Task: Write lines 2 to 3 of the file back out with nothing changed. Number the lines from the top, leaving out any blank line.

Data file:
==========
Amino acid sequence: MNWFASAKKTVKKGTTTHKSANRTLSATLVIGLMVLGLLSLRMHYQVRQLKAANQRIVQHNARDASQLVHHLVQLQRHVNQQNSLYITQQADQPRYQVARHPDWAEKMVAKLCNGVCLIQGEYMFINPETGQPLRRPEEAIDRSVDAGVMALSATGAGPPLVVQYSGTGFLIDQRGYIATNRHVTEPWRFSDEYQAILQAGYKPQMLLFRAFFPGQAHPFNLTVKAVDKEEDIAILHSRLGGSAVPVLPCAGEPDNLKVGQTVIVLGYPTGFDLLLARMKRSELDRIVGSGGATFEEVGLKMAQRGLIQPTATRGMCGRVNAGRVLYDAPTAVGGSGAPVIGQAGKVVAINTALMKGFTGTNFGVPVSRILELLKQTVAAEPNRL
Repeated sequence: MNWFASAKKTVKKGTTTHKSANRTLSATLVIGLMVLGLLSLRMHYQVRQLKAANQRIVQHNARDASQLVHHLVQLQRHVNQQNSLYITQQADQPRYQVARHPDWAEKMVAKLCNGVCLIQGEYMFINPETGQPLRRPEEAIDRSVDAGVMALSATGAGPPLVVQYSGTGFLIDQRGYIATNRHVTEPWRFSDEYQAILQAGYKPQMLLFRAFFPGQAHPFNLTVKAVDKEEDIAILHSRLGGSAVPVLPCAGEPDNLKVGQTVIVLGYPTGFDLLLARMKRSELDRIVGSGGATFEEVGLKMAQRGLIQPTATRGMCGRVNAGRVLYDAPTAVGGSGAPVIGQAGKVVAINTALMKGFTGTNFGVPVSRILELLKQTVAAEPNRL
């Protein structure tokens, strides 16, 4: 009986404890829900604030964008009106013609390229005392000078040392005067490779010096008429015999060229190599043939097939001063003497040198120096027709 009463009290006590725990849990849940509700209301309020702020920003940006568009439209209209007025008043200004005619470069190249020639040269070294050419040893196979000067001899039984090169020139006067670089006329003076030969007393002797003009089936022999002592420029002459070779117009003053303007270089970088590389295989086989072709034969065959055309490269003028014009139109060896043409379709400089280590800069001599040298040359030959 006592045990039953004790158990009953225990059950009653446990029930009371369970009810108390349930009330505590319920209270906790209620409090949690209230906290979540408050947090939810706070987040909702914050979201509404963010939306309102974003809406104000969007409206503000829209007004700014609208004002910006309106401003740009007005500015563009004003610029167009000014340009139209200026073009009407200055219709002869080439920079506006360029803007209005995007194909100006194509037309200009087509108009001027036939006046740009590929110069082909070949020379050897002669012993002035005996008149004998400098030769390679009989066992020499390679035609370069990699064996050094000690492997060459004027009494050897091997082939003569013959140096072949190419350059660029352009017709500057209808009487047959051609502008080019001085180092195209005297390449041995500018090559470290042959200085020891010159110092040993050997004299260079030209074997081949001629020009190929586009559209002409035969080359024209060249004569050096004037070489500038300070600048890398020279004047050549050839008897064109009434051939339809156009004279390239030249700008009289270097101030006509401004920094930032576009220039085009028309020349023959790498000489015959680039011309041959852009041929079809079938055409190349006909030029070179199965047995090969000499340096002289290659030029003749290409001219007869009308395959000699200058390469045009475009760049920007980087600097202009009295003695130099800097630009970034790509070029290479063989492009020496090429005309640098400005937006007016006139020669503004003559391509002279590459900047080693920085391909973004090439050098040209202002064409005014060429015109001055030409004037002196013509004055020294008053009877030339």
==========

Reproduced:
Repeated sequence: MNWFASAKKTVKKGTTTHKSANRTLSATLVIGLMVLGLLSLRMHYQVRQLKAANQRIVQHNARDASQLVHHLVQLQRHVNQQNSLYITQQADQPRYQVARHPDWAEKMVAKLCNGVCLIQGEYMFINPETGQPLRRPEEAIDRSVDAGVMALSATGAGPPLVVQYSGTGFLIDQRGYIATNRHVTEPWRFSDEYQAILQAGYKPQMLLFRAFFPGQAHPFNLTVKAVDKEEDIAILHSRLGGSAVPVLPCAGEPDNLKVGQTVIVLGYPTGFDLLLARMKRSELDRIVGSGGATFEEVGLKMAQRGLIQPTATRGMCGRVNAGRVLYDAPTAVGGSGAPVIGQAGKVVAINTALMKGFTGTNFGVPVSRILELLKQTVAAEPNRL
């Protein structure tokens, strides 16, 4: 009986404890829900604030964008009106013609390229005392000078040392005067490779010096008429015999060229190599043939097939001063003497040198120096027709 009463009290006590725990849990849940509700209301309020702020920003940006568009439209209209007025008043200004005619470069190249020639040269070294050419040893196979000067001899039984090169020139006067670089006329003076030969007393002797003009089936022999002592420029002459070779117009003053303007270089970088590389295989086989072709034969065959055309490269003028014009139109060896043409379709400089280590800069001599040298040359030959 006592045990039953004790158990009953225990059950009653446990029930009371369970009810108390349930009330505590319920209270906790209620409090949690209230906290979540408050947090939810706070987040909702914050979201509404963010939306309102974003809406104000969007409206503000829209007004700014609208004002910006309106401003740009007005500015563009004003610029167009000014340009139209200026073009009407200055219709002869080439920079506006360029803007209005995007194909100006194509037309200009087509108009001027036939006046740009590929110069082909070949020379050897002669012993002035005996008149004998400098030769390679009989066992020499390679035609370069990699064996050094000690492997060459004027009494050897091997082939003569013959140096072949190419350059660029352009017709500057209808009487047959051609502008080019001085180092195209005297390449041995500018090559470290042959200085020891010159110092040993050997004299260079030209074997081949001629020009190929586009559209002409035969080359024209060249004569050096004037070489500038300070600048890398020279004047050549050839008897064109009434051939339809156009004279390239030249700008009289270097101030006509401004920094930032576009220039085009028309020349023959790498000489015959680039011309041959852009041929079809079938055409190349006909030029070179199965047995090969000499340096002289290659030029003749290409001219007869009308395959000699200058390469045009475009760049920007980087600097202009009295003695130099800097630009970034790509070029290479063989492009020496090429005309640098400005937006007016006139020669503004003559391509002279590459900047080693920085391909973004090439050098040209202002064409005014060429015109001055030409004037002196013509004055020294008053009877030339």